UA: You have described yourself as part of the post-starchitect generation, and are concerned with sustainability. How do you determine when and if it makes sense to build?
Andraos: Too often architects are satisfied with their buildings meeting certain green performance criteria, such as achieving a LEED rating, for example. But what if a building is LEED certified but three times as big as it could have been? What if its program renders it a gated enclave, which displaces the city? What if it’s replacing an existing structure, which could have been strategically transformed to accommodate new use? What if technology and infrastructure could be inserted as if surgically in an existing context, rendering it radically new? Architects have so much more to offer than building alone, and when we have the privilege of building, I think we should be asking fundamental questions that have to do with scale, with density and compression, with program and use as well as with infrastructure and materials, rather than just respond to a brief or to regulations. It certainly is not easy, since we are more often than not invited at the end of a process, but I think we need to demonstrate that architects are not only there to answer problems, they can in fact lead in recasting the questions.
UA: How do you teach this?
Andraos: I believe students want more than what we are offering them, so they are teaching us, and together we are learning to ask different questions, to reframe the problems and to continue to expand the possible answers, whether through new forms of practice, new means of engagement and action or new forms of knowledge and discourse.
UA: Why do edible schoolyards need architects?
Andraos: Edible Schoolyards are not just about growing, cooking and eating organic food within an urban context and a school program; they are about pleasure, the experience of fresh food and the art of simple cooking with the understanding that food and cooking are an integral part of culture and expression. That is what is so inspiring about Alice Waters as a great chef and a food activist and the Edible Schoolyard NYC, which is the foundation we are collaborating with: their mission embraces the importance of architecture, and of the artistic and aesthetic dimensions of food as an experience, however simple, which is part of learning about the world and enjoying being part of it.
UA: Why do architects need edible schoolyards?
Andraos: Because they are such a pleasure to imagine, design and build. They are very fulfilling projects, which bring together large ideas about cities and the environment and the very real and tangible daily experiences of kids who are empowered to learn and be in new ways.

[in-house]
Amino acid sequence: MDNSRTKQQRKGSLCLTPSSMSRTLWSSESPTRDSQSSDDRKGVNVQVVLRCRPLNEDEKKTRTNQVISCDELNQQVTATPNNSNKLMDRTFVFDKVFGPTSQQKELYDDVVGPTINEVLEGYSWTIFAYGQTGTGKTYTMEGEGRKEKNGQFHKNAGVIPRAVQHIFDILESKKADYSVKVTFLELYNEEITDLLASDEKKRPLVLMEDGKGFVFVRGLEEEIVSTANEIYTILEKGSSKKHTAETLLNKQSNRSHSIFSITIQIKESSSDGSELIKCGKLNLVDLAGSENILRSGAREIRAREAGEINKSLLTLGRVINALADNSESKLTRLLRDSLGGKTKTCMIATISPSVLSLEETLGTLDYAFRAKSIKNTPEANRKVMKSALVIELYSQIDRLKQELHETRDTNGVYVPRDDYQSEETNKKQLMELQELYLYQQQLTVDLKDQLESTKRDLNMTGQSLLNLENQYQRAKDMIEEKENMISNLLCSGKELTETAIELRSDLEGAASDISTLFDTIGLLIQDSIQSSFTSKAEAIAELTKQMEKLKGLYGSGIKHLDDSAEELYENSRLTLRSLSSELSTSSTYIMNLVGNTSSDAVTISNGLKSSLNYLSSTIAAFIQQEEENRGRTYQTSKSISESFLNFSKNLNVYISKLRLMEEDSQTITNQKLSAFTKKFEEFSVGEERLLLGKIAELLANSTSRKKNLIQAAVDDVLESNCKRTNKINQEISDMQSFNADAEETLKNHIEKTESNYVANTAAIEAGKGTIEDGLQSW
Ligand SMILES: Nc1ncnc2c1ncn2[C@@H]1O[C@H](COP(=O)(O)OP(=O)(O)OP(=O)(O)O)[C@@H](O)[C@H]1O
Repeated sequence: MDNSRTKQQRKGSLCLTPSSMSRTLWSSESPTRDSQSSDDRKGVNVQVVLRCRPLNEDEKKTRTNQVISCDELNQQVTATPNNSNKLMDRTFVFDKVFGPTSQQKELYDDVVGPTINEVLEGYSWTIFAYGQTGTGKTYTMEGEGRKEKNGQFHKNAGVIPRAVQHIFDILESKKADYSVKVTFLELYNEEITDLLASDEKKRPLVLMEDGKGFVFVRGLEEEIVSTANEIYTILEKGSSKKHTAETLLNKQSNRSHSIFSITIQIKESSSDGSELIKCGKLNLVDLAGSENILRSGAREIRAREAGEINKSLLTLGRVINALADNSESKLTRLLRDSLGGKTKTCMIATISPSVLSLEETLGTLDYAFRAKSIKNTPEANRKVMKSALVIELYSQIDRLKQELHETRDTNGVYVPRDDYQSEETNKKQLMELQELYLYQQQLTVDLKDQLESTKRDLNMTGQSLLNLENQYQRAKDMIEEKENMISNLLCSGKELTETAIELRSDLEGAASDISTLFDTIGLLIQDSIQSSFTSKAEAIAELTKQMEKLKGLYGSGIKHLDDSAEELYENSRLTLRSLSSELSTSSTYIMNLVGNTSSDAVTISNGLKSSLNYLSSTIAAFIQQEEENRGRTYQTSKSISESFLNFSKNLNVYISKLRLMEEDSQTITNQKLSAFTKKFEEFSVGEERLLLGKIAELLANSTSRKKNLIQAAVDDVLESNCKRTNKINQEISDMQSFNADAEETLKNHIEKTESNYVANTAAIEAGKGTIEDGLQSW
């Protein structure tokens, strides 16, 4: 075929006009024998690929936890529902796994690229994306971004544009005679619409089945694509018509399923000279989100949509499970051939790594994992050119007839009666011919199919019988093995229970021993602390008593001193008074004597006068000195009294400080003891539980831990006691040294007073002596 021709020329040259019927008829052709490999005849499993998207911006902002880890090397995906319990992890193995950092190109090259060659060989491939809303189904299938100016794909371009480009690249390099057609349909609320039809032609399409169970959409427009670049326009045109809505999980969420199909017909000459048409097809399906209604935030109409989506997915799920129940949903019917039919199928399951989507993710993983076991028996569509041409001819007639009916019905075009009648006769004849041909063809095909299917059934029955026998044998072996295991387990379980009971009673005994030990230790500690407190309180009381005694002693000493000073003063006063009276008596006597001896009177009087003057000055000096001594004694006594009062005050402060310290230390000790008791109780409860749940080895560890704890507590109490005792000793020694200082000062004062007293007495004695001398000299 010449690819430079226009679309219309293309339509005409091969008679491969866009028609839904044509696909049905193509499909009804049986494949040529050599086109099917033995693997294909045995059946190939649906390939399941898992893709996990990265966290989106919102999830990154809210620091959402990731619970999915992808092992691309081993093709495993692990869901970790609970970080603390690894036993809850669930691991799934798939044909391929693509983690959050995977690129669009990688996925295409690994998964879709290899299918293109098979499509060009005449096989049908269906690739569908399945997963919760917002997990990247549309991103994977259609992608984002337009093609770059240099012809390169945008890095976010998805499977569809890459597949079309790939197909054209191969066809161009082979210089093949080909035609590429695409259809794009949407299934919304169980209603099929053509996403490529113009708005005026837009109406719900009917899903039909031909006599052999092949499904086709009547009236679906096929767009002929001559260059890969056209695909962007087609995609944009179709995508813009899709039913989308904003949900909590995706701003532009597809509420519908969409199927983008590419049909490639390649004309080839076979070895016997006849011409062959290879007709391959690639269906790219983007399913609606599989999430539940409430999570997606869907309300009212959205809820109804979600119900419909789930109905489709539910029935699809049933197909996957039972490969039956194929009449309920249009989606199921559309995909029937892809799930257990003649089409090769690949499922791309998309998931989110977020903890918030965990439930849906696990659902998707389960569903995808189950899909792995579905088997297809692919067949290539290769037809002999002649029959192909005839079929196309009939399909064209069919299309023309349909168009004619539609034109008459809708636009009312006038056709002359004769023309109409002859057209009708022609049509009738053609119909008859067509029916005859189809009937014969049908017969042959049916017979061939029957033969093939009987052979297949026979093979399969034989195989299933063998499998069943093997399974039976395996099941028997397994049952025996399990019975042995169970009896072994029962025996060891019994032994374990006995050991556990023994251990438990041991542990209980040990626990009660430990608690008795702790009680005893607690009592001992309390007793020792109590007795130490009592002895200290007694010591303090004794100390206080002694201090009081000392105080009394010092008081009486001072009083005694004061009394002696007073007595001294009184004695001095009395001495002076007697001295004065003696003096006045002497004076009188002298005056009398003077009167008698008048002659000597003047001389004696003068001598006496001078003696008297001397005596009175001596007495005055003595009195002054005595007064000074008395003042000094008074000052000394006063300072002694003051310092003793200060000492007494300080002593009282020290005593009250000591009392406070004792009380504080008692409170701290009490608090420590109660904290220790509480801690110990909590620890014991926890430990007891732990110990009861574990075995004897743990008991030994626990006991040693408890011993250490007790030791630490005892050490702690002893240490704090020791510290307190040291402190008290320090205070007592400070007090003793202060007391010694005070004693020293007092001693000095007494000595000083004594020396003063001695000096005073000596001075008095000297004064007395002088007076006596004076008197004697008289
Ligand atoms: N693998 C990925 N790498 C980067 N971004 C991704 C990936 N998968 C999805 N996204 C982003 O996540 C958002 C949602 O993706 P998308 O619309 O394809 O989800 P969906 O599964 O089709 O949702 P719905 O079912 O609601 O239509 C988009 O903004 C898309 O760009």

UA: You prefer architectural models to relying on technology. What about drawing? How important is drawing in architectural practice today?
Andraos: Architectural drawings and models are critical today, as we try to make connections across scales and visualize a given context in ways that render externalities tangible, for example. I also believe it is important to counteract the omnipresence of the architectural rendering, which has somewhat homogenized architectural invention and reduced architecture to image. Instead, I think drawings and models can be more material and personal, they are an abstraction and can be either analytical or experiential or both and one can discover and design through them, as annotations of ideas rather than mere representations.
UA: How can architecture today help us realize our visions of utopia?
Andraos: I don’t think we should try to realize our visions of utopia, but use those visions as agents of change and as invitations to think of alternate possibilities in the ways that we live and engage one another and other species. Architecture can help us engage with the real: to shape the reality of our housing, our workspaces, our cities and parks, our institutions and our infrastructure in new ways.
UA: How does the Diane von Furstenberg headquarters, designed by WORKac, incorporate some of these concepts of sustainability and ecology in an urban setting?
Andraos: The Diane von Furstenberg building was partly a preservation project and partly a new interior construction which revolved entirely around bringing natural light into the depth of the building, enhancing the experience of working as designers within it and minimizing the use of artificial light through the use of heliostat mirrors. It was also an exercise in compression and urban density, where individual working spaces were rendered quite tight in exchange for collective meeting spaces lining the main stair. Finally, the green roof and geothermal heating and cooling further contributed to thinking about the building’s systems as ecological infrastructure.
UA: How do your designs help to connect people with nature?
Andraos: We like to think that our work revolves around constructing second natures and environments: we seem to be obsessed with perforating and carving buildings to introduce green spaces and gardens, to bring in the sky, to always feel connected with the outside and the larger context. But we also like the idea of creating a sense of connection by making systems visible: by designing structures with shapes that celebrate water collection and reuse, for example, or with roofs and courtyards that are designed to grow food or collect compost, all of which render buildings an integral part of larger systems—ecological, agricultural, urban, etc.
UA: Why are you committed to educating future architects?
Andraos: Architects have the ability to think across scales, from the scale of a brick to that of a building, a city or an entire territory. They can draw lines that make visible the invisible: networks of exchanges, resource extractions, large scale migrations, etc. They can create feedback loops and parametrically iterate scenarios that integrate large amounts of data and bring together various disciplines and expertise. Architects are embedded in and learn from history even as they project new possibilities for the future. They embrace technology while also being critical of it. Architecture is also one of the few disciplines that can bring together the sciences and the humanities. As climate change brings more and more uncertainty to the future of our built environment and changes how we think and design this environment, I believe architects have a unique and significant role to play.